Land Trusts are one of the best ways to hold property
Advantages of Land Trusts
So many people have asked us why they would want to use a land trust that we have made this special page listing all of the advantages of land trusts. Twenty years ago we didn't have as long a list, but every couple years someone finds a new advantage. Today the important question is why would you own a property any way except in a land trust?
These are just short summaries of each advantage, for more details on how they work and how to specifically use them you may want to get our book, take our course or schedule an appointment.
Liability Protection. Since 2006, Florida's Land Trust Act has stated that the beneficiary of a land trust is not liable for the property, merely due to being a beneficiary. He might be liable for doing something wrong, but he should not be liable for accidents on the property or liabilities based on the ownership of property.
Privacy. By using a land trust no one knows you own a property. No one knows how much a person has in the bank or what stocks or bonds you own; why should all your real properties be public record? There is no public record of the properties you own in land trusts. This means creditors, ex-spouses, tax authorities, lawyers and others do not know you own the property and will be less likely to be able to seize it.
Keep purchase price secret. By using a land trust you can keep your purchase price of a property secret.
Keep sale price secret. By using a land trust you can keep your sale price of a property secret.
Keep change of ownership private. When you buy or sell a property in a land trust, you can use a transfer of the beneficial interest of the trust, rather than conveying by deed. This way no one knows the property has been sold.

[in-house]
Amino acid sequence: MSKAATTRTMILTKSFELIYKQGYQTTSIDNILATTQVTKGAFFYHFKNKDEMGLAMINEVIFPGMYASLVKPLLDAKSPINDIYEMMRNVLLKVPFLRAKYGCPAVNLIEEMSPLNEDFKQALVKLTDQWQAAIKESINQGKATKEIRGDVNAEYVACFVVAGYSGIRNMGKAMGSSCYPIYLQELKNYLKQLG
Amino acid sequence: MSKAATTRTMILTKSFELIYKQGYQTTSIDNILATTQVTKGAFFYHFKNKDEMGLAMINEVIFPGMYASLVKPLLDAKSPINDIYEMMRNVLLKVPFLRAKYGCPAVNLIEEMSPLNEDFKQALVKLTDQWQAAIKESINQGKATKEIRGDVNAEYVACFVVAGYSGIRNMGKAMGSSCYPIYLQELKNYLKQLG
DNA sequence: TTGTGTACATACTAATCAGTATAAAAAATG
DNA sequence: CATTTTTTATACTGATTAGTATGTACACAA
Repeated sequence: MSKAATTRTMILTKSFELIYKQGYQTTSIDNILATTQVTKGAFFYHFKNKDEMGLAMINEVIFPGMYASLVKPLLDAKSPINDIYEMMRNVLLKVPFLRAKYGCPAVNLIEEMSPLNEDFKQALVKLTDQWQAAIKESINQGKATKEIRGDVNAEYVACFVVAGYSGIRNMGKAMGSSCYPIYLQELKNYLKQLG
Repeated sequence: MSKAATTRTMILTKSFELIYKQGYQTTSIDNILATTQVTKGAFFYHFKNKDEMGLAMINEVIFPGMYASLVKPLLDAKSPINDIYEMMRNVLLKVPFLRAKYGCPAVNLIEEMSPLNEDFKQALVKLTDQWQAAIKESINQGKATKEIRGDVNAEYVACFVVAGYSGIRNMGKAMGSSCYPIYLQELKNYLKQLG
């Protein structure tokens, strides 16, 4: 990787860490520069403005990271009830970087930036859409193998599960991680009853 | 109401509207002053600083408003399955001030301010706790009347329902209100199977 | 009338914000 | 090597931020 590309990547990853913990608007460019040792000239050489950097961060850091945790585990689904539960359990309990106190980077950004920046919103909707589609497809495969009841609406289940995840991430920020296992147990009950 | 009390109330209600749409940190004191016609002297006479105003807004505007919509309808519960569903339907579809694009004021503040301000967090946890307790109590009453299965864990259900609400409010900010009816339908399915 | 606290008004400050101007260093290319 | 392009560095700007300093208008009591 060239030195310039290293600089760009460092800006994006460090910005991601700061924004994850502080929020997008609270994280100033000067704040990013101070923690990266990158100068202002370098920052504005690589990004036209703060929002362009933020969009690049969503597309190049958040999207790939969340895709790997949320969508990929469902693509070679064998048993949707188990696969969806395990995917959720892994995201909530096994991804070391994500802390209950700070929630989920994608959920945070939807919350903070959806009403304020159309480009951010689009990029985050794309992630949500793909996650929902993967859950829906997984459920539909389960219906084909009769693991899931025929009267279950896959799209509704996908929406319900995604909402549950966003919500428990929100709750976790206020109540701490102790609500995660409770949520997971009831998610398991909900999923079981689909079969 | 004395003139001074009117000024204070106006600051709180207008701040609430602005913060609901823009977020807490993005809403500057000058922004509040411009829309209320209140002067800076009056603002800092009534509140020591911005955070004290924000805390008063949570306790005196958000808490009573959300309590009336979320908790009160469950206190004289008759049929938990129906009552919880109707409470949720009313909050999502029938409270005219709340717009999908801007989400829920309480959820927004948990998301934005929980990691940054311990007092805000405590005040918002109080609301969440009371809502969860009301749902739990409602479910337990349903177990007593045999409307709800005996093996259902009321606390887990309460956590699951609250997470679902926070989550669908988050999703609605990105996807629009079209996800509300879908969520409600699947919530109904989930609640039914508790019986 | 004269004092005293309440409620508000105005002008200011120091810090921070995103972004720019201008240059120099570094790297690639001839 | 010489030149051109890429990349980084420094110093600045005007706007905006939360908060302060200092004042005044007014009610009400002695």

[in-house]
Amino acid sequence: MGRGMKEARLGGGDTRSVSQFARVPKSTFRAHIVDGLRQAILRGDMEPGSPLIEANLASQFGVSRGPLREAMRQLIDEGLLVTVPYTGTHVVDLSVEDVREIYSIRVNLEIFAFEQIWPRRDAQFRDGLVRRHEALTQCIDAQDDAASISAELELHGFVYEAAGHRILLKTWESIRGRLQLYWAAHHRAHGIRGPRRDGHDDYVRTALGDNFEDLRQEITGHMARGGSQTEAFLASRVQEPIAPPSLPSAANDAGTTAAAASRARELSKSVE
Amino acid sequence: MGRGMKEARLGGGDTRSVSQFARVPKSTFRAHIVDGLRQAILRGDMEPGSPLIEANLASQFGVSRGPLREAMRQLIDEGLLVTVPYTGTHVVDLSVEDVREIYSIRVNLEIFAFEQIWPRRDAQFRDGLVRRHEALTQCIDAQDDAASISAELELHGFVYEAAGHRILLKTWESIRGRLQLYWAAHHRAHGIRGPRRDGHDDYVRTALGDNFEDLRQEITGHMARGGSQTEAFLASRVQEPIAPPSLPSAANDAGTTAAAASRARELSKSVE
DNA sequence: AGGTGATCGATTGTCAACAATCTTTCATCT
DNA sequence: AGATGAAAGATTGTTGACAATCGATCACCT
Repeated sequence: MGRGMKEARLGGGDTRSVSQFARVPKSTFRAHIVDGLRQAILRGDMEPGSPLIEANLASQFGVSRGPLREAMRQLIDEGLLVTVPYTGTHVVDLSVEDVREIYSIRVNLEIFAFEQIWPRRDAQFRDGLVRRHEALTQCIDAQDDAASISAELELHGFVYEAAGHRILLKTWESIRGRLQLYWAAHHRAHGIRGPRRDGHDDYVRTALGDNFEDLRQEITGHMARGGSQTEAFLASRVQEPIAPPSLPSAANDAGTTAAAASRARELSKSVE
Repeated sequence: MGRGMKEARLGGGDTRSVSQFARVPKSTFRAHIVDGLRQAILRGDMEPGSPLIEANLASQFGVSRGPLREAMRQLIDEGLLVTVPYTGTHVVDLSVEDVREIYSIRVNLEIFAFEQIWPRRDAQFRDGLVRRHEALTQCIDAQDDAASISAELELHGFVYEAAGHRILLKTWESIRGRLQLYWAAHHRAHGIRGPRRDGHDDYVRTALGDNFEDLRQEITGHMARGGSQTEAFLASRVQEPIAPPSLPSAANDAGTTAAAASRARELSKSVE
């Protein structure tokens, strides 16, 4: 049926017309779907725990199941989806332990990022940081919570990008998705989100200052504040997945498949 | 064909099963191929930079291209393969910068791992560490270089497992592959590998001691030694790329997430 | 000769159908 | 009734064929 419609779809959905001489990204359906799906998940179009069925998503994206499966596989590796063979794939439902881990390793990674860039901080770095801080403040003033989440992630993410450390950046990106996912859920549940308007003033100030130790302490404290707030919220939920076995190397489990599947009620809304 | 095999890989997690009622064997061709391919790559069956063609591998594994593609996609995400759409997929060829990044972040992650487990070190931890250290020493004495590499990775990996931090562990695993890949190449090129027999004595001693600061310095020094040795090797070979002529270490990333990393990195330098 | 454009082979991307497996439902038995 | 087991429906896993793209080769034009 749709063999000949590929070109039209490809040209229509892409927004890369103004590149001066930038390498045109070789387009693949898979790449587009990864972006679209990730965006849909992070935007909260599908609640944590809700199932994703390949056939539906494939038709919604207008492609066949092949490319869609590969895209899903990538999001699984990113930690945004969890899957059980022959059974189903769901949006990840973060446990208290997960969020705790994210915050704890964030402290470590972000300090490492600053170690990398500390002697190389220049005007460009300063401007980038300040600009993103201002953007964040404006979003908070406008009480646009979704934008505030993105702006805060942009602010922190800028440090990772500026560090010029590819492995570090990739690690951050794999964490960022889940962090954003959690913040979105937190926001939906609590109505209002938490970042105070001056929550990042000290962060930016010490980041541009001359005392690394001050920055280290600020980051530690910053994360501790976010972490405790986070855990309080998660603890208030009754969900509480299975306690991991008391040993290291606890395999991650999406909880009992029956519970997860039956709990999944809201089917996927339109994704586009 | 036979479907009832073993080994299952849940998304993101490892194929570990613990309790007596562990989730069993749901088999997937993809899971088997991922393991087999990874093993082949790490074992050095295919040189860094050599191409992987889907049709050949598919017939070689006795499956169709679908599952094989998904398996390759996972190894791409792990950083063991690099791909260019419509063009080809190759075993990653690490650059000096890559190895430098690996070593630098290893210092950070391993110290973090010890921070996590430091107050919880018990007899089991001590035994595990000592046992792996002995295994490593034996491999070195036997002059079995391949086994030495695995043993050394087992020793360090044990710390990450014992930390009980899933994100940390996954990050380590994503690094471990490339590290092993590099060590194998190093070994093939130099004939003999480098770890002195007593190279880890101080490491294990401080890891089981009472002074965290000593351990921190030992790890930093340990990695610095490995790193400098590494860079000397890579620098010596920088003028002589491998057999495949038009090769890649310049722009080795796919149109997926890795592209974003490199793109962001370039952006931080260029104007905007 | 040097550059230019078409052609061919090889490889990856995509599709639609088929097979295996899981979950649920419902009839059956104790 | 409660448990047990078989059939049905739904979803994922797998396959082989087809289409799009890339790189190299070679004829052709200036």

Protection from judgments. Judgments filed against you in the property records, including deficiency judgments in foreclosure cases on other properties, are liens against any real estate that you own, except property owned through land trusts.
Protection from liens. Liens filed against you by the IRS and other government entities do not attach to property that you own in land trusts.
Avoiding deficiency judgment. If you expect your property to be foreclosed, you can deed it to a land trust and the foreclosure will then need to be filed against the trustee. If you are not easy to find for service of process, the case may proceed without you being a party, meaning no deficiency judgment can be filed against you.
Avoiding condo and homeowner association judgments. Some people who have lost their property in foreclosure to a bank have judgments for thousands of dollars entered against them for unpaid association fees. This could be avoided if the property was owned by a trust and not in their name.
Avoiding probate. When you die you can have your trust property instantly go to whomever you name in your land trust. No probate, no delay, no lawyers. For non-residents of Florida it can avoid having a second (or ancillary) probate.
Avoiding lawsuits. Lawyers are eager to sue people who own lots of property. If it doesn't look like you own much property it is less likely someone will sue you. Or if they do sue you there is a better chance they will accept settlement with your insurance company than go after property they don't know you own.
Ease of control. When you have several partners owning a property, a land trust can allow you to manage it more easily.
Ease of management. When you are dealing with tenants, you can position yourself as merely an agent of the trust. This allows you to sympathize with their problems while insisting that they comply with the lease.
Ease of negotiation. When buying or selling property for a land trust you can set strict rules for the trust and then present yourself to the buyer or seller as the good guy, wanting to make the deal, but limited by the trust.
Improved financial statement. When you have mortgages in your own name the amount of debt goes on your financial statement and if you have a high debt ratio you may look like a bad credit risk. When a property is in trust the mortgage can be in the name of the trust alone and you can list only your equity on your financial statement.